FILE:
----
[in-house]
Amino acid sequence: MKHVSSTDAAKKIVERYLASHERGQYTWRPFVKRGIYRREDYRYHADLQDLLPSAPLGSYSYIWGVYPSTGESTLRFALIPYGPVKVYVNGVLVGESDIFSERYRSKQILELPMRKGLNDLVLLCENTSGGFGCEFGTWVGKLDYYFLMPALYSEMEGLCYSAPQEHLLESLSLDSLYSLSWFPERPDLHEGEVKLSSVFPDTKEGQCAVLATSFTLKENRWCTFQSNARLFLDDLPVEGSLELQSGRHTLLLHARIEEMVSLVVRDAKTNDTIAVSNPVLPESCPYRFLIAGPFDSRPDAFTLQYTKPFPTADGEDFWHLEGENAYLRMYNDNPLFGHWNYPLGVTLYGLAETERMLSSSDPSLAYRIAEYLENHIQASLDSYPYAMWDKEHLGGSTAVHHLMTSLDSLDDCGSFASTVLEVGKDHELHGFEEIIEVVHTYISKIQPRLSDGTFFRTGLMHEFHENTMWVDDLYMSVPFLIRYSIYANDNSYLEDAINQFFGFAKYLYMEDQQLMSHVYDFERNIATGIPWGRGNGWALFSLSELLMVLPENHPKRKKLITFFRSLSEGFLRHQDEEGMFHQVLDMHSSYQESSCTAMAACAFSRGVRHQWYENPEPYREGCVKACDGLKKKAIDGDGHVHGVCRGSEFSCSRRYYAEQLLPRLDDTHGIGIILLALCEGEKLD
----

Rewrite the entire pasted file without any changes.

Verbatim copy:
[in-house]
Amino acid sequence: MKHVSSTDAAKKIVERYLASHERGQYTWRPFVKRGIYRREDYRYHADLQDLLPSAPLGSYSYIWGVYPSTGESTLRFALIPYGPVKVYVNGVLVGESDIFSERYRSKQILELPMRKGLNDLVLLCENTSGGFGCEFGTWVGKLDYYFLMPALYSEMEGLCYSAPQEHLLESLSLDSLYSLSWFPERPDLHEGEVKLSSVFPDTKEGQCAVLATSFTLKENRWCTFQSNARLFLDDLPVEGSLELQSGRHTLLLHARIEEMVSLVVRDAKTNDTIAVSNPVLPESCPYRFLIAGPFDSRPDAFTLQYTKPFPTADGEDFWHLEGENAYLRMYNDNPLFGHWNYPLGVTLYGLAETERMLSSSDPSLAYRIAEYLENHIQASLDSYPYAMWDKEHLGGSTAVHHLMTSLDSLDDCGSFASTVLEVGKDHELHGFEEIIEVVHTYISKIQPRLSDGTFFRTGLMHEFHENTMWVDDLYMSVPFLIRYSIYANDNSYLEDAINQFFGFAKYLYMEDQQLMSHVYDFERNIATGIPWGRGNGWALFSLSELLMVLPENHPKRKKLITFFRSLSEGFLRHQDEEGMFHQVLDMHSSYQESSCTAMAACAFSRGVRHQWYENPEPYREGCVKACDGLKKKAIDGDGHVHGVCRGSEFSCSRRYYAEQLLPRLDDTHGIGIILLALCEGEKLD